The City of Medford implemented a new Adopt-a-Drain program in August, allowing residents to clean storm drains in their neighborhoods and check the drains for leaves, trash and debris.
The initiativebegan in Saint Paul, Minn. in 2014. Its initial success resulted in the development of dozens of other Adopt-a-Drain programs across the United States.
Ali Hiple, a graduate student studying Urban and Environmental Policy and Planning who interned with the city of Medford as a Tisch Summer Fellow, said the idea behind the Adopt-a-Drain program is to facilitate an understanding of the role that storm drains play in keeping water clean.
The contents stored in storm drains empty into nearby water bodies, which in Medford includes the Mystic and Charles Rivers, as well as the Mystic Lakes. Leaves, trash and other forms of debris in storm drains can eventually end up in the water bodies or block drains.
Anna Cornish, a senior who saw the program through to its completion during her time as a Tisch Summer Fellow, said that any trash blocking storm drains can lead to flooding and contamination of the storm water.
“If there are trash or leaves blocking the drain, then when it rains or when snow melts, water will pool on the streets and it’ll pick up bacteria — it’ll pick up chemicals from car exhaust,” Cornish said. “That’s definitely not healthy for any of the local wildlife or for the water itself.”
While the city of Medford already has a street sweeping program and regularly cleans the catch basins — a part of storm drains designed to filter out debris — the Adopt-a-Drain program is meant to provide extra help, as well as promote local environmental stewardship.
“In some ways, [the program] was sort of formalizing stewardship efforts that a lot of people were already doing,” Hiple said, noting that many residents already include storm drain care in their yard work routines. “But it’s a formal way to recognize that and also a good way to educate people about that connection to nearby water, because we don’t always think about what happens in the street ending up in the river.”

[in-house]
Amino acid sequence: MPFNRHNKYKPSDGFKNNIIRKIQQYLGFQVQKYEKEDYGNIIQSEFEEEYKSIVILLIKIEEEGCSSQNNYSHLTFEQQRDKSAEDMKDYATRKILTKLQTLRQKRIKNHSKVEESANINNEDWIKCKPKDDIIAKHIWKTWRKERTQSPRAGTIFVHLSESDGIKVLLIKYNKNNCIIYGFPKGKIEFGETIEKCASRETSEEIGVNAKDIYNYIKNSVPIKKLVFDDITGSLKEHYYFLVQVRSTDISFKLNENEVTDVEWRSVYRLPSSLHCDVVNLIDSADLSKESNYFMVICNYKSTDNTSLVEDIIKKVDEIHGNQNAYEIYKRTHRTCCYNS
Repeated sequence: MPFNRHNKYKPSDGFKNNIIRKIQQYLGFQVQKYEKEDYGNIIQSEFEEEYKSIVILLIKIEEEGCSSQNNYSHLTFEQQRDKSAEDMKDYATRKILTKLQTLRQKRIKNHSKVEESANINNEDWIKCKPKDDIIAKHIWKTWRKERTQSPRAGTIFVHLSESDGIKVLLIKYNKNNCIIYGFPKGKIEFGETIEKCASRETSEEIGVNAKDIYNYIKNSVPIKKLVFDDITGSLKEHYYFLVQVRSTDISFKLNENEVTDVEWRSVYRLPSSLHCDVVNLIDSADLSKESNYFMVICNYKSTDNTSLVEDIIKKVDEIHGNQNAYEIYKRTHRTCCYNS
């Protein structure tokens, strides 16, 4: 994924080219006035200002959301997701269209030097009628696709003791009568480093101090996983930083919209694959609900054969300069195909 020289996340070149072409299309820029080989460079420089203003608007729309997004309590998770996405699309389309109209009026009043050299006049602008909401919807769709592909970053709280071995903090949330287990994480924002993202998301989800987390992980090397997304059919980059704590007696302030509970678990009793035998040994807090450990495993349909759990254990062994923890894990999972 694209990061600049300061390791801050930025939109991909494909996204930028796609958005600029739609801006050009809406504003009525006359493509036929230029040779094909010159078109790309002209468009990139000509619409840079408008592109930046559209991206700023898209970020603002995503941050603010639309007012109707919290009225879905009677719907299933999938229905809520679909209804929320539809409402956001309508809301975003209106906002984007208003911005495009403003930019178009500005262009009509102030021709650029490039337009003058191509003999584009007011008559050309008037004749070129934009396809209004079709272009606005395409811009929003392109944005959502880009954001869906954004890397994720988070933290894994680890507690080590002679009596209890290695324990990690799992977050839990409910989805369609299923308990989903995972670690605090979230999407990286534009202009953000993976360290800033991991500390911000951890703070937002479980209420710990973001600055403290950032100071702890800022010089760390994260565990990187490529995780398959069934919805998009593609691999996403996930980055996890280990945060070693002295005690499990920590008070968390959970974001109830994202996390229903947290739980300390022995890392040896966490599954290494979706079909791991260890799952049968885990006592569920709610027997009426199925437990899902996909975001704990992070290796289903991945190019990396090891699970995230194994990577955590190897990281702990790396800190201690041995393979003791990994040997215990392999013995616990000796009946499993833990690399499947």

Cornish said that the program also assisted the City of Medford in its efforts to keep storm drains clean.
“Medford has over 4,000 drains, so that’s not something that a municipality would ever be able to check in on every single day by itself,” she said.
The process of implementing the program involved researching a number of other Adopt-a-Drain initiatives across the country. Cornish said many cities use the same code as San Francisco, which was one of the first cities to develop the program.
“It’s been so funny to see the same code being used in southern Wisconsin and Savannah, Ga. and across the country,” Cornish said, though she noted that Medford’s website is tailored to the specific environmental needs of the city. Cornish said that storm drain care efforts can vary depending on whether a city is near a river or an ocean.
Medford’s Adopt-a-Drain website was designed to be an interactive experience, Hiple said. She explained that people are able to learn about the program, explore a map of Medford with drain locations and sign up to adopt a drain through the website.
As of press time, 136 drains have been adopted in Medford. Cornish is currently working with the city of Medford to advertise the program at farmers markets and local festivals. The city is also looking into other funding opportunities.
Hiple is optimistic about the program's impact.
“I know that Medford has a really good culture of volunteering and engagement,” she said. “I think it’s a program that will hopefully do really well for the city.”